ELECTRICAL FATIGUE AND DIELECTRIC STRENGTH IN TEFLON TFE INSULATION,
BRAND-REX DIV WILLIMANTIC CONN
Pagination or Media Count:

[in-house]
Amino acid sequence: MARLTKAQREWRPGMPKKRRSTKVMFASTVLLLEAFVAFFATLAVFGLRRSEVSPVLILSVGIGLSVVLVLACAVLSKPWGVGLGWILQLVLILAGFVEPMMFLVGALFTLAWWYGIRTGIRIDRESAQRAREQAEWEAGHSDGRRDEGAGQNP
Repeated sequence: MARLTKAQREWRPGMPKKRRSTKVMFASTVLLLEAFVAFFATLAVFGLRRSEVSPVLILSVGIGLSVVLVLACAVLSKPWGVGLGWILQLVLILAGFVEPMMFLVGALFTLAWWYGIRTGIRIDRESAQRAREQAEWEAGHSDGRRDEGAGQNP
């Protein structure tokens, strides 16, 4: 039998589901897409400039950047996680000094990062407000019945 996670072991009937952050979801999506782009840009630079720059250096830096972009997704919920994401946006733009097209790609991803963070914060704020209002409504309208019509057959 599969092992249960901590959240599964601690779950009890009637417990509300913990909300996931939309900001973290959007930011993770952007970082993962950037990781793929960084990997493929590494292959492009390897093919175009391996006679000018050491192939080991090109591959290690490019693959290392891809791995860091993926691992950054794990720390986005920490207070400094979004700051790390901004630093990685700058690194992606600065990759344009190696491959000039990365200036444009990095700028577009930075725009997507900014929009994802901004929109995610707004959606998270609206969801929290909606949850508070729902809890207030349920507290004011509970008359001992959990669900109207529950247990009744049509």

All high-voltage failures of Teflon insulation are initiated in and propagated from defects in the insulation. Teflon insulation containing no gross voids or foreign particles is capable of withstanding continuous testing for many hours under the conditions specified by MIL-C-915. Intermittent application of the voltage lengthens the time to failure, indicating partial reversibility of the damage caused by over-voltage testing. Time to failure decreases sharply as the voltage is increased beyond that specified. Pigmentation generally decreases dielectric strength. Other defects may mask the effect of pigment. Major defects are usually detected by the AC overvoltage test, but a fault which is not quite large enough to fail during the test will become a more likely site for failure in service, because of the propagation of breakdown channels during the brief overvoltage test. A subsequent test may find such a fault, but will in turn enlarge still smaller faults, making them the sites of possible in-service breakdown. If the breakdown channel length is a large fraction of the thickness of the insulation, measurable ionic discharges will occur at the rated voltage. The rate of erosion by these low-energy discharges will be low, probably negligible, and failure will probably occur during a switching surge, rather than during steady-state operation. The number of internal discharges which will cause failure of TFE insulation at a fault of given magnitude is reached more rapidly as the frequency is increased.
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